After three straight 5-11 seasons, the Dallas Cowboys have had a remarkable turnaround in Bill Parcells’ first season as coach.
When the Cowboys take the field against the New Orleans Saints at the Louisiana Superdome, they will know whether they have a chance to make the turnaround even better.
Assured of a wild card spot, Dallas can still win the NFC East and get a bye in the first round of the playoffs if Philadelphia loses at Washington on Saturday, and the Cowboys beat New Orleans on Sunday.
“We’ve got a shot, a heck of an opportunity here,” said Cowboys defensive tackle La’Roi Glover, who will face his former team for the first time since leaving as a free agent after the 2001 season.
The Cowboys clinched their first playoff berth since 1999 by beating the New York Giants 19-3 on Sunday. A few hours later, the Eagles lost in overtime to San Francisco, keeping Dallas’ division dreams alive.
“Washington could do us a huge favor by playing their best ball of their lives,” Glover said. “I think they can do it.”
It might be wishful thinking to expect the Redskins, losers of five of six and nine of 11, to beat the Eagles, winners of nine straight before Sunday’s loss.
However, the mere possibility of having something to play for will drive the Cowboys all week and prevent them from looking past the Saints.
“It makes a big difference to our whole mindset,” Dallas quarterback Quincy Carter said. “Everybody is going to be focused on the Saints. We can’t be thinking about Minnesota or Green Bay now.”
The biggest thing Dallas needs against New Orleans is to continue the momentum it’s built the last two weeks.
Since losing three of four, the Cowboys have bounced back with two convincing wins, albeit against bad teams—27-0 at Washington on Dec. 14, and against the Giants on Sunday. Still, their top-ranked defense allowed just three points in the wins and Carter continues to manage the offense efficiently by avoiding interceptions.
Parcells said he’s starting to expect big plays from the defense and he’s finding more to like about his offense.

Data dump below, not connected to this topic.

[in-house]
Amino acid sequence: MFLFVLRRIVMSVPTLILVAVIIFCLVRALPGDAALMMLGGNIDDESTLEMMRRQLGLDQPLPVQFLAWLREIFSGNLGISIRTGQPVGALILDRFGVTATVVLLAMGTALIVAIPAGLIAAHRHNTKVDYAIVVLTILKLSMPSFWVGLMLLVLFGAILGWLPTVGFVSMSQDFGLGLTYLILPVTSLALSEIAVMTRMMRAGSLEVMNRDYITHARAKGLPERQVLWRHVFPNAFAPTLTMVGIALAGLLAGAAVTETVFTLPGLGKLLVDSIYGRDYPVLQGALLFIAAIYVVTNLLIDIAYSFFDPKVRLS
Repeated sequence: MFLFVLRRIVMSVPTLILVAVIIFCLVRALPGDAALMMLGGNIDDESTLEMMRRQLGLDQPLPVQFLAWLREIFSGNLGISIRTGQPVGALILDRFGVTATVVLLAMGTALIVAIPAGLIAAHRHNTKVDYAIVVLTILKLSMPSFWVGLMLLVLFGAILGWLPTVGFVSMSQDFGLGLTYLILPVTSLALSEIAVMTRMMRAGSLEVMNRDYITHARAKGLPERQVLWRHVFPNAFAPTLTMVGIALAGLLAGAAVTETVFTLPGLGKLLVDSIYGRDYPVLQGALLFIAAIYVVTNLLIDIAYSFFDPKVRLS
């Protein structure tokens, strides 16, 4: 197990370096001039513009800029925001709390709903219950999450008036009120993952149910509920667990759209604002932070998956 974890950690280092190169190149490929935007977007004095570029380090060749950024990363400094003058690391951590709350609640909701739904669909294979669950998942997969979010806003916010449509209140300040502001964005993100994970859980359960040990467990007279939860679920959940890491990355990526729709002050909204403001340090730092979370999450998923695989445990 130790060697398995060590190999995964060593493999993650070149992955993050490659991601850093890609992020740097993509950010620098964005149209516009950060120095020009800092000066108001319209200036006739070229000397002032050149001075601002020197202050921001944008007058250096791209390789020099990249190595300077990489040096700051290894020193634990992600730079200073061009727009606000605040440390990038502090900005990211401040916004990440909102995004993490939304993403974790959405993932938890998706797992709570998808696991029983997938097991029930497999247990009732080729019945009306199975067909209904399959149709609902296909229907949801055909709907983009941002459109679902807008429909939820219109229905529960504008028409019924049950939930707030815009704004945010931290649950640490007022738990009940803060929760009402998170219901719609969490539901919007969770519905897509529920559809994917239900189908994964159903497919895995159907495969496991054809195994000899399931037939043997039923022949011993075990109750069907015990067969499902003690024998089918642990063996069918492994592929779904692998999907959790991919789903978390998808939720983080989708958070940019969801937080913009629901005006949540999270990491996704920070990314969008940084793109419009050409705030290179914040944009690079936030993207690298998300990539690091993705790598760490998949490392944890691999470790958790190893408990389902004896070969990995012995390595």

They’re fourth-best in the NFL in time of possession and they’ve achieved the ultimate in balance—492 runs and 492 passes.
Even if the Eagles win and this game becomes meaningless for the Cowboys, Parcells is adamant he won’t keep his starters out of the game.
“It’s stupid to do that,” he said. “This is a 16 game season, not 15. You play every game to try to win games. I have never done that. Never.”
Although he said “I would never rest anybody,” he did say some backups “might play a little bit more.”
The Cowboys’ task will be a little easier, because the Saints will be without wide receiver Joe Horn, who leads the team in receptions, receiving yards and touchdowns.
Horn, fined $30,000 last week for pulling a cell phone from the goal post padding after a touchdown against the Giants on Dec. 21, separated his shoulder Sunday in New Orleans’ heartbreaking 20-19 loss to the Jacksonville Jaguars.
New Orleans was eliminated from the wild-card race when John Carney missed a tying extra point after the Saints scored a 75-yard touchdown on one of the wackiest plays in NFL history.
“This seems to be, as far as kickers are concerned, as bad as it gets,” Carney said.
After a long video review, Carney—403-for-408 on extra points in his 14-year career and 35-for-35 this season—hit a dead push, sailing the kick wide right.
“I just came out of the kick early and pushed it,” Carney said. “I was prepared. I was ready to get back in the game.”
New Orleans looked flat most of the afternoon as McAllister was limited to just 50 yards rushing, but the Saints played just well enough to keep it close. Fakhir Brown blocked Seth Marler’s 21-yard field-goal attempt with 9:24 left to keep them within a touchdown.
“There were a lot of opportunities before that for us to win the game,” New Orleans coach Jim Haslett said.
New Orleans allowed the Jaguars 243 yards rushing, including 194 by Fred Taylor. The Saints, meanwhile, gained a skimpy 61 yards on the ground. Brooks completed 22 of 38 passes for 296 yards and two touchdowns.
However, the Saints did not gain a single first down rushing and scored only once in three trips inside the red zone.
“Until our team realizes that one of two or three plays every game decides the outcome of the game, and that it’s the little things that get you over the hump, we’re going to be right where we are,” Haslett said.
The Saints will not use this game to look at young players or work on the offensive or defensive schemes. Haslett knows an 8-8 mark will be easier to live with than 7-9.
“We need to go out and play well this week and have some carry-over for next year,” Haslett said.
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